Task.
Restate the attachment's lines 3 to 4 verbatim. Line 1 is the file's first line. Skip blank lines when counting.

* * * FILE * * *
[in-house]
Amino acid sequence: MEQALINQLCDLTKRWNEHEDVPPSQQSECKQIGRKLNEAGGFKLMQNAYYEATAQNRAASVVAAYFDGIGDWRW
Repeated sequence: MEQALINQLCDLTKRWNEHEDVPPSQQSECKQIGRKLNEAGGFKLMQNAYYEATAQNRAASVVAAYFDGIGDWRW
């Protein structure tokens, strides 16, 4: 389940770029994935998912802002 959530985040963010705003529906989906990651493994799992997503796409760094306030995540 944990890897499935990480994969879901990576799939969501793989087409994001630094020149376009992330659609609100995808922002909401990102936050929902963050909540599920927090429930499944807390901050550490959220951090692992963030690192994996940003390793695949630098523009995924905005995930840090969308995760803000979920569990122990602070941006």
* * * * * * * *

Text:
Repeated sequence: MEQALINQLCDLTKRWNEHEDVPPSQQSECKQIGRKLNEAGGFKLMQNAYYEATAQNRAASVVAAYFDGIGDWRW
């Protein structure tokens, strides 16, 4: 389940770029994935998912802002 959530985040963010705003529906989906990651493994799992997503796409760094306030995540 944990890897499935990480994969879901990576799939969501793989087409994001630094020149376009992330659609609100995808922002909401990102936050929902963050909540599920927090429930499944807390901050550490959220951090692992963030690192994996940003390793695949630098523009995924905005995930840090969308995760803000979920569990122990602070941006």